amendment clarifies that a council may not regulate under the section to the extent that the council's authority is restricted under Division 3.1 of Part 16 of the Act, as added by this Bill.
- Part 16: Division 3.1 – Restrictions in Relation to the Passenger Transportation Act:
adds to the Part a Division that restricts a council's powers, under specified provisions of that Part, to regulate in relation to the number of passenger directed vehicles that may be operated under passenger directed vehicle authorizations or transportation network services authorizations, and to prohibit passenger directed vehicles from operating in the municipality.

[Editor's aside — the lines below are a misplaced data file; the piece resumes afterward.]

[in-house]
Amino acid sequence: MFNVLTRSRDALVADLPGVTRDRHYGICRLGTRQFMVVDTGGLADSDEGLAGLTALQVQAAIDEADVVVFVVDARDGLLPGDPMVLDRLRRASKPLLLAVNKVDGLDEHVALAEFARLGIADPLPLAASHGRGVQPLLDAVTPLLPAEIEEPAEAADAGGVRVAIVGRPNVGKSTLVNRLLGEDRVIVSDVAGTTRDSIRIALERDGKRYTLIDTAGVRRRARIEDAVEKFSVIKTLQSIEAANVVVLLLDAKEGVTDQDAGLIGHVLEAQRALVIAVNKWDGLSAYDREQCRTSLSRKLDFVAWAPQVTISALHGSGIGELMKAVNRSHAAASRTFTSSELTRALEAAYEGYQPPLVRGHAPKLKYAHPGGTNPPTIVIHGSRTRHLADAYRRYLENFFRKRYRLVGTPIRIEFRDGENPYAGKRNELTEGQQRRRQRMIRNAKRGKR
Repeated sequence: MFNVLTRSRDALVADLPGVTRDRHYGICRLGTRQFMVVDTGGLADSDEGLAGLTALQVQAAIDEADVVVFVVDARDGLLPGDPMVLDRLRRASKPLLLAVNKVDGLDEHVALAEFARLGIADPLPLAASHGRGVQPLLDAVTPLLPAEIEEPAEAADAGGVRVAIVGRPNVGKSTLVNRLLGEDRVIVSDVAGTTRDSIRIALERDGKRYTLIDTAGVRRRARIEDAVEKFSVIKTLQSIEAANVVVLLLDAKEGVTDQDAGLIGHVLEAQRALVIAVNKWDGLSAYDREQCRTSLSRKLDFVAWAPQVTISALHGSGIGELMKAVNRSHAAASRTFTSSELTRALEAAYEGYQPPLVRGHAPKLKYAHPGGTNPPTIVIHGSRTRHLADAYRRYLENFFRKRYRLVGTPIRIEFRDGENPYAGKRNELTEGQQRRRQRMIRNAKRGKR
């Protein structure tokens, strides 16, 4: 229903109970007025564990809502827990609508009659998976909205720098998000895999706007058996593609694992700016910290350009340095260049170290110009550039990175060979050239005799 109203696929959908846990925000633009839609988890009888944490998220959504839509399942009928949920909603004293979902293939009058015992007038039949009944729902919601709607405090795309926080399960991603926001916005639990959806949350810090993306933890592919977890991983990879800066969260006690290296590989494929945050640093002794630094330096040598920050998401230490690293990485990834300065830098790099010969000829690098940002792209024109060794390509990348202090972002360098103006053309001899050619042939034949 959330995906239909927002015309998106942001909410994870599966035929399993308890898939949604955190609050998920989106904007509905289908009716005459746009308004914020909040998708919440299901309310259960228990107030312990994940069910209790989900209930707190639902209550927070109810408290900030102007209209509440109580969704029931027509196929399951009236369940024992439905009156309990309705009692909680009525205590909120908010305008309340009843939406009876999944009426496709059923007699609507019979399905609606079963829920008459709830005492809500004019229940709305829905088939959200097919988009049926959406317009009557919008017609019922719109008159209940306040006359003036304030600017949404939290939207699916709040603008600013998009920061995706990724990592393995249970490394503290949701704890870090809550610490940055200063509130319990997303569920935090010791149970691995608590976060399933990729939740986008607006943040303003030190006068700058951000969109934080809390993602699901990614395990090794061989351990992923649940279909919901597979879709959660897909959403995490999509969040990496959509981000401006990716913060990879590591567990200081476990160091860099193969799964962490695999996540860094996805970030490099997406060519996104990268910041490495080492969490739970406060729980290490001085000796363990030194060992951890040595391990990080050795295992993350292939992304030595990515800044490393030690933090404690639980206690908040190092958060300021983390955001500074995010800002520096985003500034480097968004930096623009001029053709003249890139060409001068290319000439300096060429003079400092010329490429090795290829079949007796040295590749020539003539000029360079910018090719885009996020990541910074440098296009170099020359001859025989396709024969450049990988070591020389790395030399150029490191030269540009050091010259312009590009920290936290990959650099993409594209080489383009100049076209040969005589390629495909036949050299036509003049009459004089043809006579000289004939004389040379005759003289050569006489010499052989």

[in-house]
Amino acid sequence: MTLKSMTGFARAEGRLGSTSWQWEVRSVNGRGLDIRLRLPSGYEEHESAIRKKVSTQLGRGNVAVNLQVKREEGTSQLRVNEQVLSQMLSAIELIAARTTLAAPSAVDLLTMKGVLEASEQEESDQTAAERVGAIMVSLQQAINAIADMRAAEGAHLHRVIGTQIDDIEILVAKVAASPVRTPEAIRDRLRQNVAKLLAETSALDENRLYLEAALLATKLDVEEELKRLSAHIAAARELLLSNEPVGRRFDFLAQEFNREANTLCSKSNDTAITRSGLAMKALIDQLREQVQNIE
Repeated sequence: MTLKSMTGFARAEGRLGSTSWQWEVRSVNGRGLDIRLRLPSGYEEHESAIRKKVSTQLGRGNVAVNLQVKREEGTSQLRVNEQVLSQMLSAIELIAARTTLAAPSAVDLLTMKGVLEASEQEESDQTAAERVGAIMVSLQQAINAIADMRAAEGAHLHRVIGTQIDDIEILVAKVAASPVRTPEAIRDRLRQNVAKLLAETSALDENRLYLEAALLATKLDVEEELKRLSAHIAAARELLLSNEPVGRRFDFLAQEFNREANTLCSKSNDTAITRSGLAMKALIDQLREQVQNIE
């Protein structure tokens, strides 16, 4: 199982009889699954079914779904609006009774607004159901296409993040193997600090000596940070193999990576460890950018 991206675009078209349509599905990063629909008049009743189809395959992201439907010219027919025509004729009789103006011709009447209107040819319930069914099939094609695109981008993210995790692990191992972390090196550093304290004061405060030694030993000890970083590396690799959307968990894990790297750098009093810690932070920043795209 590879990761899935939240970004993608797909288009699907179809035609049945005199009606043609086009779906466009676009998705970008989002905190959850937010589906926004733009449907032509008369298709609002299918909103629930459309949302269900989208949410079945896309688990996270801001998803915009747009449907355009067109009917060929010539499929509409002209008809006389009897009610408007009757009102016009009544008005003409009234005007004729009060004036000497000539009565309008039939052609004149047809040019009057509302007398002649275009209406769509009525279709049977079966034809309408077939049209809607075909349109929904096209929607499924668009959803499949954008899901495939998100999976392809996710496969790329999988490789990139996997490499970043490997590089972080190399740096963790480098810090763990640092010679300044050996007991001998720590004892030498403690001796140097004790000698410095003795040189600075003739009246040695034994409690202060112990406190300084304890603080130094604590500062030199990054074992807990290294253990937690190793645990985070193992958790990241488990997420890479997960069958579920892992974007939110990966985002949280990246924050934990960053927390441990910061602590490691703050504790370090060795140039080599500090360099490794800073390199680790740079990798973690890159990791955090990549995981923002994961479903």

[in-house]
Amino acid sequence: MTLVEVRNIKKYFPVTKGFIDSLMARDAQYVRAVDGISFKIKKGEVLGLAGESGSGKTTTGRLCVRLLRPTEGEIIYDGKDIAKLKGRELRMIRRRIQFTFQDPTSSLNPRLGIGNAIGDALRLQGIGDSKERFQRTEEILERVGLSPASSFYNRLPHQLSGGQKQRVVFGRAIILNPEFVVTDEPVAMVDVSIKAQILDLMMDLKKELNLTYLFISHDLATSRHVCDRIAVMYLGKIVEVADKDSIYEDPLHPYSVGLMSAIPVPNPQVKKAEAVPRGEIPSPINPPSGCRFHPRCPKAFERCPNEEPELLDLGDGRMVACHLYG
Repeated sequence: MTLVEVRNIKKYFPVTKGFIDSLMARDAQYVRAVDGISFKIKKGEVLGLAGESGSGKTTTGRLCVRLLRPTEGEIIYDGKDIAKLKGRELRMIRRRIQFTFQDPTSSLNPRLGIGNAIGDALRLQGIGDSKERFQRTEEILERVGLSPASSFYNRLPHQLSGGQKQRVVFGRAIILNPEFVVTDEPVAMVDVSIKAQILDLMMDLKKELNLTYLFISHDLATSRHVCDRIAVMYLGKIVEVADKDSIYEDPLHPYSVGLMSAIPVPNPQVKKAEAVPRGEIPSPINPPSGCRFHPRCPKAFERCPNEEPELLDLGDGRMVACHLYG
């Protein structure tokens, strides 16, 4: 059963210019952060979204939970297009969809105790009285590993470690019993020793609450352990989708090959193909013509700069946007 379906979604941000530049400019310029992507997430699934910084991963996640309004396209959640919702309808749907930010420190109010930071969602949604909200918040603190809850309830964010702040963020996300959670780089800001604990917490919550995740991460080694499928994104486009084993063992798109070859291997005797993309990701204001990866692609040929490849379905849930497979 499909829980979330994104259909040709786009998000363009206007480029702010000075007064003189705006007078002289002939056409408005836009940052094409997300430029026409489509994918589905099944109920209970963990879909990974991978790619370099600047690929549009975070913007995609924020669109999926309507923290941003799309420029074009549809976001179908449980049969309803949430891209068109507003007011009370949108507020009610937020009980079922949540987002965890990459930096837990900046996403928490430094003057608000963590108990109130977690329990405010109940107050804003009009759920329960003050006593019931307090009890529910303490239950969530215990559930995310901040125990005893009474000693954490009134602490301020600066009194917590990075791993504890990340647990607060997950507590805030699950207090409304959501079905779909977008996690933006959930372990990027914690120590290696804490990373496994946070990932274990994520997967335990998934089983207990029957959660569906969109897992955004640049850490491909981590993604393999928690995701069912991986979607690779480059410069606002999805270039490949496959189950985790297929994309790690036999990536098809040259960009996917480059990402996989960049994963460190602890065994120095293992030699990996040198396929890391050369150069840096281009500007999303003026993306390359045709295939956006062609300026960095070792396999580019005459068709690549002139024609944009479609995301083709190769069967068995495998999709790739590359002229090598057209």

UBCM Conference Newsletter by Young Anderson
Vancouver-based law firm Young Anderson Barristers and Solicitors published a special UBCM convention edition of their newsletter. The article includes the following
- Court of Appeal Reconsiders Dangerous Dog Framework – Nick Falzon
- Keep Calm and Ride On: New Ride-Hailing Regulations Announced – Amy O'Connor
- Court of Appeal Confirms Municipal Powers to Enforce Property Clean-Up – Steven Shergill
- Consistency, Consistency, Consistency! – Inder Biring
- Working a Little too Much from Home? Home Occupations vs. Prohibited Business in Residential Zones – Jordan Adam
- Some Amendments to the Employment Standards Act Are Now in Effect – Michelle Blendell
- Miscellaneous Statutes: Did You Know? – Joe Scafe
Download the PDF newsletter.
BC Municipalities Vary Widely on How
They Meet Information-access Laws